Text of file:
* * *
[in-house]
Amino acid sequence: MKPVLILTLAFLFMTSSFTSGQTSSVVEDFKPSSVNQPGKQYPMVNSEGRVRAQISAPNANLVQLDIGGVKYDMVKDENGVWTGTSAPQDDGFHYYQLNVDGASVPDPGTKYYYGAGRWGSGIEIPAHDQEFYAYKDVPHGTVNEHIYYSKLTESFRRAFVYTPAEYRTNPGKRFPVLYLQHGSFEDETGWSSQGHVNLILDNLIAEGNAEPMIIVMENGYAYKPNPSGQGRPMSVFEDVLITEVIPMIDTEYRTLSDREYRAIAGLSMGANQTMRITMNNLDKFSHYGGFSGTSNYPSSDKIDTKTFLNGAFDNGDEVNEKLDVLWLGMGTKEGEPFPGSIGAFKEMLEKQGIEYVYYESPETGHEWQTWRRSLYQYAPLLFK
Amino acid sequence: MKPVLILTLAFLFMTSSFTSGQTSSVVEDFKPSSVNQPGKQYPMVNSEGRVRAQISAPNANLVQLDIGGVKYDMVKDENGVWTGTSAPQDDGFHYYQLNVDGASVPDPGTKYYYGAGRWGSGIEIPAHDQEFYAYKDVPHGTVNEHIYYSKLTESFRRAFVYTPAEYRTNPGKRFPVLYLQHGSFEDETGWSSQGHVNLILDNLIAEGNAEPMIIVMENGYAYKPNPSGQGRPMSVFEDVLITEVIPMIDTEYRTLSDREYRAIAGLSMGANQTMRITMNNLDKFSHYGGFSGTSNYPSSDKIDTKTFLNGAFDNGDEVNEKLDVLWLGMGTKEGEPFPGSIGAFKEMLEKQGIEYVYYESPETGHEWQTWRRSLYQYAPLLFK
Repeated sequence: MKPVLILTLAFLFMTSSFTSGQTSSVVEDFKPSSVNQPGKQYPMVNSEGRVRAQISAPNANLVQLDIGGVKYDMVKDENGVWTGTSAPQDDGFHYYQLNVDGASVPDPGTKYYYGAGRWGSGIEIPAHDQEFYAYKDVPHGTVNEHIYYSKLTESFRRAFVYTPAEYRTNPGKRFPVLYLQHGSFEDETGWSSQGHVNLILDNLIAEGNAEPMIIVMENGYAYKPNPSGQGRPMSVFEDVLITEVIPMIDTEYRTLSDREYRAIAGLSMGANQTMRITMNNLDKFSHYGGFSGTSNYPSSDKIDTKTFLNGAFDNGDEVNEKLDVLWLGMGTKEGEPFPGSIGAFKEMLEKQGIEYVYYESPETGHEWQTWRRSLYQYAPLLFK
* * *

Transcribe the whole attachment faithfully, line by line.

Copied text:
[in-house]
Amino acid sequence: MKPVLILTLAFLFMTSSFTSGQTSSVVEDFKPSSVNQPGKQYPMVNSEGRVRAQISAPNANLVQLDIGGVKYDMVKDENGVWTGTSAPQDDGFHYYQLNVDGASVPDPGTKYYYGAGRWGSGIEIPAHDQEFYAYKDVPHGTVNEHIYYSKLTESFRRAFVYTPAEYRTNPGKRFPVLYLQHGSFEDETGWSSQGHVNLILDNLIAEGNAEPMIIVMENGYAYKPNPSGQGRPMSVFEDVLITEVIPMIDTEYRTLSDREYRAIAGLSMGANQTMRITMNNLDKFSHYGGFSGTSNYPSSDKIDTKTFLNGAFDNGDEVNEKLDVLWLGMGTKEGEPFPGSIGAFKEMLEKQGIEYVYYESPETGHEWQTWRRSLYQYAPLLFK
Amino acid sequence: MKPVLILTLAFLFMTSSFTSGQTSSVVEDFKPSSVNQPGKQYPMVNSEGRVRAQISAPNANLVQLDIGGVKYDMVKDENGVWTGTSAPQDDGFHYYQLNVDGASVPDPGTKYYYGAGRWGSGIEIPAHDQEFYAYKDVPHGTVNEHIYYSKLTESFRRAFVYTPAEYRTNPGKRFPVLYLQHGSFEDETGWSSQGHVNLILDNLIAEGNAEPMIIVMENGYAYKPNPSGQGRPMSVFEDVLITEVIPMIDTEYRTLSDREYRAIAGLSMGANQTMRITMNNLDKFSHYGGFSGTSNYPSSDKIDTKTFLNGAFDNGDEVNEKLDVLWLGMGTKEGEPFPGSIGAFKEMLEKQGIEYVYYESPETGHEWQTWRRSLYQYAPLLFK
Repeated sequence: MKPVLILTLAFLFMTSSFTSGQTSSVVEDFKPSSVNQPGKQYPMVNSEGRVRAQISAPNANLVQLDIGGVKYDMVKDENGVWTGTSAPQDDGFHYYQLNVDGASVPDPGTKYYYGAGRWGSGIEIPAHDQEFYAYKDVPHGTVNEHIYYSKLTESFRRAFVYTPAEYRTNPGKRFPVLYLQHGSFEDETGWSSQGHVNLILDNLIAEGNAEPMIIVMENGYAYKPNPSGQGRPMSVFEDVLITEVIPMIDTEYRTLSDREYRAIAGLSMGANQTMRITMNNLDKFSHYGGFSGTSNYPSSDKIDTKTFLNGAFDNGDEVNEKLDVLWLGMGTKEGEPFPGSIGAFKEMLEKQGIEYVYYESPETGHEWQTWRRSLYQYAPLLFK